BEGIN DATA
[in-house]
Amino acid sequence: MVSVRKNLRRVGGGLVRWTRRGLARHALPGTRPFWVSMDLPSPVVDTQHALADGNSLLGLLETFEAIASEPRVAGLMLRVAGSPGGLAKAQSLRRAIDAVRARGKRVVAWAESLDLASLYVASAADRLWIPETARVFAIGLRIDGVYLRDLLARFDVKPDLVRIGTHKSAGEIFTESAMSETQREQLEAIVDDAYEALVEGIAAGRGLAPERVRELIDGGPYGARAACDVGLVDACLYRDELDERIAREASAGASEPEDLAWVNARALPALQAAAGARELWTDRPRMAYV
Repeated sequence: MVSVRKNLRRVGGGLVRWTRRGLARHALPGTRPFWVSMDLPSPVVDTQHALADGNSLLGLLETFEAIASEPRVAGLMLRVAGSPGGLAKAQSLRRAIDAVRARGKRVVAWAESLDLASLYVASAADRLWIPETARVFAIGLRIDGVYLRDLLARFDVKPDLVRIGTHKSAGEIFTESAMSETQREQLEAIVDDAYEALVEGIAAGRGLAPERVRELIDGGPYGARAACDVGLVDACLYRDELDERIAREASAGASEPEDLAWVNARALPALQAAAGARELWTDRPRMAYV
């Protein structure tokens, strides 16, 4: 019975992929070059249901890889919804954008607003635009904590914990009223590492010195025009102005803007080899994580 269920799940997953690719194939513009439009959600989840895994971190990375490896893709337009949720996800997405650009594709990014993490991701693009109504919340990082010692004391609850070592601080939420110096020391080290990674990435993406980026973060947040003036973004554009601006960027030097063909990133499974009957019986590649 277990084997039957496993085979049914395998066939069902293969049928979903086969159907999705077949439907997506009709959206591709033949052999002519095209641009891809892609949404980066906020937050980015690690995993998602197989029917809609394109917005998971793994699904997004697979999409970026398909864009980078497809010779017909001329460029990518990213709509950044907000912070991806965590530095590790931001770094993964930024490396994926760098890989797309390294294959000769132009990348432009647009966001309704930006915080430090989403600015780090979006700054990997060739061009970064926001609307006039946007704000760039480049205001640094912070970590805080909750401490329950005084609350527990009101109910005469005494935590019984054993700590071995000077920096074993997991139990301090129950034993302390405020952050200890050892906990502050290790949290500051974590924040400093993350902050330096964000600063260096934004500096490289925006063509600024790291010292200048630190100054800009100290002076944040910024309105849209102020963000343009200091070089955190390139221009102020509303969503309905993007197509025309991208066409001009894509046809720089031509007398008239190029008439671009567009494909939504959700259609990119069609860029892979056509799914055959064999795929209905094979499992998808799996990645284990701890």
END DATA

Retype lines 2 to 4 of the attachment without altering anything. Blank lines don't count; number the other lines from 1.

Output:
Amino acid sequence: MVSVRKNLRRVGGGLVRWTRRGLARHALPGTRPFWVSMDLPSPVVDTQHALADGNSLLGLLETFEAIASEPRVAGLMLRVAGSPGGLAKAQSLRRAIDAVRARGKRVVAWAESLDLASLYVASAADRLWIPETARVFAIGLRIDGVYLRDLLARFDVKPDLVRIGTHKSAGEIFTESAMSETQREQLEAIVDDAYEALVEGIAAGRGLAPERVRELIDGGPYGARAACDVGLVDACLYRDELDERIAREASAGASEPEDLAWVNARALPALQAAAGARELWTDRPRMAYV
Repeated sequence: MVSVRKNLRRVGGGLVRWTRRGLARHALPGTRPFWVSMDLPSPVVDTQHALADGNSLLGLLETFEAIASEPRVAGLMLRVAGSPGGLAKAQSLRRAIDAVRARGKRVVAWAESLDLASLYVASAADRLWIPETARVFAIGLRIDGVYLRDLLARFDVKPDLVRIGTHKSAGEIFTESAMSETQREQLEAIVDDAYEALVEGIAAGRGLAPERVRELIDGGPYGARAACDVGLVDACLYRDELDERIAREASAGASEPEDLAWVNARALPALQAAAGARELWTDRPRMAYV
């Protein structure tokens, strides 16, 4: 019975992929070059249901890889919804954008607003635009904590914990009223590492010195025009102005803007080899994580 269920799940997953690719194939513009439009959600989840895994971190990375490896893709337009949720996800997405650009594709990014993490991701693009109504919340990082010692004391609850070592601080939420110096020391080290990674990435993406980026973060947040003036973004554009601006960027030097063909990133499974009957019986590649 277990084997039957496993085979049914395998066939069902293969049928979903086969159907999705077949439907997506009709959206591709033949052999002519095209641009891809892609949404980066906020937050980015690690995993998602197989029917809609394109917005998971793994699904997004697979999409970026398909864009980078497809010779017909001329460029990518990213709509950044907000912070991806965590530095590790931001770094993964930024490396994926760098890989797309390294294959000769132009990348432009647009966001309704930006915080430090989403600015780090979006700054990997060739061009970064926001609307006039946007704000760039480049205001640094912070970590805080909750401490329950005084609350527990009101109910005469005494935590019984054993700590071995000077920096074993997991139990301090129950034993302390405020952050200890050892906990502050290790949290500051974590924040400093993350902050330096964000600063260096934004500096490289925006063509600024790291010292200048630190100054800009100290002076944040910024309105849209102020963000343009200091070089955190390139221009102020509303969503309905993007197509025309991208066409001009894509046809720089031509007398008239190029008439671009567009494909939504959700259609990119069609860029892979056509799914055959064999795929209905094979499992998808799996990645284990701890």